Home | News    Saturday 18 December 2004

Sudan govt rejects Darfur ceasefire ultimatum, threatening peace talks

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Mustafa Ismail

ABUJA, Dec 18 (AFP) — Sudan rejected an African Union demand that it pull back its forces from positions seized during its latest two-week-old offensive against rebels in the Darfur region, pushing peace talks to the brink of collapse.

"How come (should) the government troops withdraw from Darfur region so long as they are responsible for maintenance of peace and stability in the region?" Sudanese Foreign Minister Mustafa Osman Ismail responded to reporters in Khartoum when asked about the AU ultimatum.

As he spoke, international mediators were holding an emergency meeting in the Nigerian capital Abuja to discuss the future of an African Union-sponsored peace process in the light of the latest eruption of violence in the arid western region.

Earlier, the AU team had set a deadline of 1700 GMT for both the government and the rebels to halt their attacks and for Khartoum to cede control of territory seized since it launched its latest push in violation of an April ceasefire agreement.

African Union commission chairman Alpha Omar Konare "stressed the urgent need" for the Khartoum government and two rebel movements to comply" and warned that future violation would be reported to the United Nations Security Council, a precursor to potential international punitive action.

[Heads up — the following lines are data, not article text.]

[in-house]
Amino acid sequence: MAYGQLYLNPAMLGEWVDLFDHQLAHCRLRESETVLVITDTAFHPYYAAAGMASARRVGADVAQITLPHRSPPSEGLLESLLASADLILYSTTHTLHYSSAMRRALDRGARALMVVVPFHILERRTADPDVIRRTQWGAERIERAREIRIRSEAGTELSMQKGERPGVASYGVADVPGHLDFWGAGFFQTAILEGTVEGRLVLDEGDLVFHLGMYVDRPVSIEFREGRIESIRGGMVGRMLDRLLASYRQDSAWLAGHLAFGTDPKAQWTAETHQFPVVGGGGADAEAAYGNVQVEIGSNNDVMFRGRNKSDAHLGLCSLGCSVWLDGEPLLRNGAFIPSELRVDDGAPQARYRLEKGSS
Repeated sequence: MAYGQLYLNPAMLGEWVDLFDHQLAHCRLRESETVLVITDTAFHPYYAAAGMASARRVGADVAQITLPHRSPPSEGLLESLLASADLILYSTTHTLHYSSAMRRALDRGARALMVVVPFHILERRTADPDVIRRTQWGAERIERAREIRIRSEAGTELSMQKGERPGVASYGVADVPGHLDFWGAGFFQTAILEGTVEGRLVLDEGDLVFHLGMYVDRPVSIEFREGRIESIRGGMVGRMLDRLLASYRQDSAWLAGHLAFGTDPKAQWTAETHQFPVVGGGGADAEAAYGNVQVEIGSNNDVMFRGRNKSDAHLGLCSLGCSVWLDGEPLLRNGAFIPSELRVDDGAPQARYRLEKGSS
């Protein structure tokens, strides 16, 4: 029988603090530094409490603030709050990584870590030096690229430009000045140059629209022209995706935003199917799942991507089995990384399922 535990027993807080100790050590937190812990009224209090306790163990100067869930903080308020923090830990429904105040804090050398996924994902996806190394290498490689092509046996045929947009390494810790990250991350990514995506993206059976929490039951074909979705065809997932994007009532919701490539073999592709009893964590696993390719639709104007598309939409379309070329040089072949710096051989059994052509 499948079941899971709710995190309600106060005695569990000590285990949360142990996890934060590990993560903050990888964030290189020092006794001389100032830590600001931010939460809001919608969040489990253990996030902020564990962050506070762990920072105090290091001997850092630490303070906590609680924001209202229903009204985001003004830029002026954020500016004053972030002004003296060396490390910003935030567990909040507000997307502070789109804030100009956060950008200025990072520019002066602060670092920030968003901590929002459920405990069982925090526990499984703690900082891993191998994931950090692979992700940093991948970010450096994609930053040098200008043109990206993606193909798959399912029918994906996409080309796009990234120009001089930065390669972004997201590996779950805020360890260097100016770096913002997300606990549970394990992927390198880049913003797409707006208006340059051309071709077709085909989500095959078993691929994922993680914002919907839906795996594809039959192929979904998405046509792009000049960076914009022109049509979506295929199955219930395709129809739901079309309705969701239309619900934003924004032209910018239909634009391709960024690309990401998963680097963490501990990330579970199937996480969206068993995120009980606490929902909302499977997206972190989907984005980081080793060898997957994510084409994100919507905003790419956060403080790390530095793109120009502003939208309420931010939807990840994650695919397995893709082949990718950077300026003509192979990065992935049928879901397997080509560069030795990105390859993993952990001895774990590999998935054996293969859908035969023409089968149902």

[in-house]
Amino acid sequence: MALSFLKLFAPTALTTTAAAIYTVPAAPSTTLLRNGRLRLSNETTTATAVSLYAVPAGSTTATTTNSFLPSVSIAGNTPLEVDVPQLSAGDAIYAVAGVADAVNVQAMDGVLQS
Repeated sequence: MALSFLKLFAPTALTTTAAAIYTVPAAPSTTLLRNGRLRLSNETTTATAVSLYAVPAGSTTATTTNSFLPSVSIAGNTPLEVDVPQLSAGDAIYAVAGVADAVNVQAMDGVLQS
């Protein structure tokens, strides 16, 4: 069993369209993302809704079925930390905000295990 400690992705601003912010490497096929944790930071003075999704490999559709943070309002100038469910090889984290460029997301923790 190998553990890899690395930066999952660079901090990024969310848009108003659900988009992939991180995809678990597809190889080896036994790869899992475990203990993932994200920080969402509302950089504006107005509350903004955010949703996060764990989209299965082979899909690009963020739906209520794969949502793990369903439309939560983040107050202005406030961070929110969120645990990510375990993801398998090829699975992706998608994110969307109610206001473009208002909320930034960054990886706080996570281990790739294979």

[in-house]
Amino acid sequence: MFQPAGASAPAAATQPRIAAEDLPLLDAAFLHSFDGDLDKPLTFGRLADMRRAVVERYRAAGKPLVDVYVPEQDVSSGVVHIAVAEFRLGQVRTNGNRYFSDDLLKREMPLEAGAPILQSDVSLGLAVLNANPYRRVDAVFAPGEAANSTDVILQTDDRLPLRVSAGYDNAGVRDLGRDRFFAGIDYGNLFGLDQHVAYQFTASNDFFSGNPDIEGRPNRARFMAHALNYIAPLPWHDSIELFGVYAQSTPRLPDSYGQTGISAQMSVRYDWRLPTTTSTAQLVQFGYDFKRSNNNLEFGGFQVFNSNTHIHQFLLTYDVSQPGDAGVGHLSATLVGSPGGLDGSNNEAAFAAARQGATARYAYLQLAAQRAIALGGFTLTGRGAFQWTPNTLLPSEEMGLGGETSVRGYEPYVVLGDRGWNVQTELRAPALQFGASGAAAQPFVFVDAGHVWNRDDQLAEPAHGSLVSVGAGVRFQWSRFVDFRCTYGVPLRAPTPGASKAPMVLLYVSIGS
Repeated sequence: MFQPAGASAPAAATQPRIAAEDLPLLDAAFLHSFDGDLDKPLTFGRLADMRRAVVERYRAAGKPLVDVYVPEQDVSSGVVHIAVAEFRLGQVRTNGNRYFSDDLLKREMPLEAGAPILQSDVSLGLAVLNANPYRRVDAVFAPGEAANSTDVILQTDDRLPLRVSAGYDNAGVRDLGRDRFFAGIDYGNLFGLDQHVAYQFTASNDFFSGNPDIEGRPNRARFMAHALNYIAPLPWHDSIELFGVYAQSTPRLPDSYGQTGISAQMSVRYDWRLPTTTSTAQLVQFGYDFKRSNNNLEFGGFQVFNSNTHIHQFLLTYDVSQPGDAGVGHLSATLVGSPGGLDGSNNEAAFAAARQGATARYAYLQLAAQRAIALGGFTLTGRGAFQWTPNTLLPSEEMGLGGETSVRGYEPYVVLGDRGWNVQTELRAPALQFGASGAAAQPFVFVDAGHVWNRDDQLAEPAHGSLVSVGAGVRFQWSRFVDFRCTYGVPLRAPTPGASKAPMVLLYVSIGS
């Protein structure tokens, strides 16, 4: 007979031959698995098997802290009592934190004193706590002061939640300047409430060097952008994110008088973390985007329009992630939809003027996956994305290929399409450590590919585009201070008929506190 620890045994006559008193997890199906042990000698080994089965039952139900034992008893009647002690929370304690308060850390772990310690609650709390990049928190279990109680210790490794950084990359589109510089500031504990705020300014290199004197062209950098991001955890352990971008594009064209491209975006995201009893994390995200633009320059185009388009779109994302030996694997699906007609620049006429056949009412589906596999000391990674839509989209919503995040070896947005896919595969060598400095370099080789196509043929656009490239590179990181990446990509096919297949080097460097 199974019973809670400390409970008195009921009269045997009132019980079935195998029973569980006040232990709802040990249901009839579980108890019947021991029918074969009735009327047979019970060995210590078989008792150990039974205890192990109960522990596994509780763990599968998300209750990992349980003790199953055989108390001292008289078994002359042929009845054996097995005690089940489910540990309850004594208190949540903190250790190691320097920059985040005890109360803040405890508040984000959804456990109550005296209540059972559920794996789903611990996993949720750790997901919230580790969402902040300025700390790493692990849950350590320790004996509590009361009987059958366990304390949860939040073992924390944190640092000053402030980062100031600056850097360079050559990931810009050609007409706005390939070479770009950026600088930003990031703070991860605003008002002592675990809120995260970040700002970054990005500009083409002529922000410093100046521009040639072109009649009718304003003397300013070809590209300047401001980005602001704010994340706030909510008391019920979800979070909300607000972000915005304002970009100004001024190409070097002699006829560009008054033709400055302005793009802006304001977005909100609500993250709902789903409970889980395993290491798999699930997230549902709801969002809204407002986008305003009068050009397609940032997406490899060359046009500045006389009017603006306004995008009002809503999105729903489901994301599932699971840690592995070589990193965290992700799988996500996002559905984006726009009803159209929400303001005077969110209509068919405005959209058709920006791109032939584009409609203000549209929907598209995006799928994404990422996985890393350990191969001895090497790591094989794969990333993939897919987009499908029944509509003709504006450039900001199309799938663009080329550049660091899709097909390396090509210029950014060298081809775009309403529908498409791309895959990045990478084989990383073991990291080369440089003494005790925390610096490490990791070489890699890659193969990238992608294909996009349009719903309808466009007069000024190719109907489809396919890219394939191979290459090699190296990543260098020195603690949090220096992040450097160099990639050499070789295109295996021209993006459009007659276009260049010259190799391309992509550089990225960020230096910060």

Just before the deadline expired, a senior AU diplomat told AFP that government troops had not yet began to withdraw from the newly acquired positions near the southern Darfur community of Labado as demanded.

Konare urged Khartoum "to immediately stop its present military offensive and withdraw its forces to their former position in order to create an enabling environment for ongoing political negotiations in Abuja," the statement said.

The rebels "should also stop all attacks against commercial activities and government structures, including police stations," the statement said, adding that AU mediators in Nigeria were still waiting for both sides to respond to the ultimatum.

Envoys from both the Khartoum government and Darfur’s two main rebel groups have been in Abuja for more than a week in order to pursue a fourth round of AU-led peace talks, but have been stalemated since Tuesday when the insurgents suspended their participation in protest at the government offensive.

Darfur has been a theatre of clashes since February 2003 when the rebels from minority tribes took up arms to seek greater autonomy for the region.

Khartoum and its proxy, the Janjaweed Arab militia, responded with a brutal campaign of ethnic cleansing against Darfur’s black African tribes.

Tens of thousands are estimated to have been killed and 1.6 million driven from their homes by the conflict.

On Friday, the commander of the African Union’s observer force in Darfur confirmed that the Sudanese army and Janjaweed were on the march and had attacked two towns, as well as looted and burned at least eight villages in the first two weeks of December.

Sudan’s chief negotiator, Agriculture Minister Majzoub al-Khalifa, told reporters government forces had been ordered to halt their advance and had complied except in one area where he said they had been attacked by rebels.

The chief negotiator of the rebel Justice and Equality Movement, Mohammed Ahmed Tugod, said Saturday that the government had done nothing to halt its advance. "We expect fighting in a few hours from now," he warned.

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